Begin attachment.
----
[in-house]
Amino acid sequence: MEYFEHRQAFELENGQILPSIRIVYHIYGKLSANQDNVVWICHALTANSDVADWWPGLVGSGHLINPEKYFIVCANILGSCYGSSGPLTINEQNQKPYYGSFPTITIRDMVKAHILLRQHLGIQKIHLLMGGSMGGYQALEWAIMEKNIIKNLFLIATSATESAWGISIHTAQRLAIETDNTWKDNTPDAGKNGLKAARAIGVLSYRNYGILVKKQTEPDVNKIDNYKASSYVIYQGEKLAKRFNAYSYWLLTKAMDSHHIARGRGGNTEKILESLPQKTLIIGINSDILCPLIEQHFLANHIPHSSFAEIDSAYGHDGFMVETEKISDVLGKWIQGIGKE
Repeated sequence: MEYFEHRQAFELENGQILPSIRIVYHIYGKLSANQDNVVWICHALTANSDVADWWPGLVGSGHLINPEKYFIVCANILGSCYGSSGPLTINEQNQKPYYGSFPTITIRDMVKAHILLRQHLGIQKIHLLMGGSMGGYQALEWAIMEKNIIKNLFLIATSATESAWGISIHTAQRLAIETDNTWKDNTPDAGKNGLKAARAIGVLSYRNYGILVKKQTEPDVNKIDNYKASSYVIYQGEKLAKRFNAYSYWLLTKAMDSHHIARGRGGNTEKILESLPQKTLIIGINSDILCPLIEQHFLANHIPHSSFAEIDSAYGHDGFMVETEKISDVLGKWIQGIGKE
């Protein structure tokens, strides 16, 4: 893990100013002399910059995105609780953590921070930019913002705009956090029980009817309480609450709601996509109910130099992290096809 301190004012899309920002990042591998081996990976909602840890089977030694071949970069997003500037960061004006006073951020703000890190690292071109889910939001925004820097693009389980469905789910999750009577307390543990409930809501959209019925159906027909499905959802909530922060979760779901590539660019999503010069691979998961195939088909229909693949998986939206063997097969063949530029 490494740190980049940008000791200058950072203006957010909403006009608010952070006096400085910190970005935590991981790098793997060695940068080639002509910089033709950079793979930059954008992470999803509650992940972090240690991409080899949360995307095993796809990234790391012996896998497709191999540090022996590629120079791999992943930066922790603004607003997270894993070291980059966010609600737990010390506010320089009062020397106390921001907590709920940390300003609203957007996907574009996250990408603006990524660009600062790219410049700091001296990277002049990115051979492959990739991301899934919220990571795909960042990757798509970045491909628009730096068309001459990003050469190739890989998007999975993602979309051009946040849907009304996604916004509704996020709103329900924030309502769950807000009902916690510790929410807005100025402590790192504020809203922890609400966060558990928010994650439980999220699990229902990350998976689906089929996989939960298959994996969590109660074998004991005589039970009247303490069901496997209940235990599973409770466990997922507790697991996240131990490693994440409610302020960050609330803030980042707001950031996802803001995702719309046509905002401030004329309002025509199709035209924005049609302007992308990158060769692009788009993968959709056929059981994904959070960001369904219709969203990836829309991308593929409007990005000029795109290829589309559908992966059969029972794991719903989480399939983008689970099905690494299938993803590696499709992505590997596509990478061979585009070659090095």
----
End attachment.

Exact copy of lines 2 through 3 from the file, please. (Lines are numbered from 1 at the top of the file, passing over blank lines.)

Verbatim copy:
Amino acid sequence: MEYFEHRQAFELENGQILPSIRIVYHIYGKLSANQDNVVWICHALTANSDVADWWPGLVGSGHLINPEKYFIVCANILGSCYGSSGPLTINEQNQKPYYGSFPTITIRDMVKAHILLRQHLGIQKIHLLMGGSMGGYQALEWAIMEKNIIKNLFLIATSATESAWGISIHTAQRLAIETDNTWKDNTPDAGKNGLKAARAIGVLSYRNYGILVKKQTEPDVNKIDNYKASSYVIYQGEKLAKRFNAYSYWLLTKAMDSHHIARGRGGNTEKILESLPQKTLIIGINSDILCPLIEQHFLANHIPHSSFAEIDSAYGHDGFMVETEKISDVLGKWIQGIGKE
Repeated sequence: MEYFEHRQAFELENGQILPSIRIVYHIYGKLSANQDNVVWICHALTANSDVADWWPGLVGSGHLINPEKYFIVCANILGSCYGSSGPLTINEQNQKPYYGSFPTITIRDMVKAHILLRQHLGIQKIHLLMGGSMGGYQALEWAIMEKNIIKNLFLIATSATESAWGISIHTAQRLAIETDNTWKDNTPDAGKNGLKAARAIGVLSYRNYGILVKKQTEPDVNKIDNYKASSYVIYQGEKLAKRFNAYSYWLLTKAMDSHHIARGRGGNTEKILESLPQKTLIIGINSDILCPLIEQHFLANHIPHSSFAEIDSAYGHDGFMVETEKISDVLGKWIQGIGKE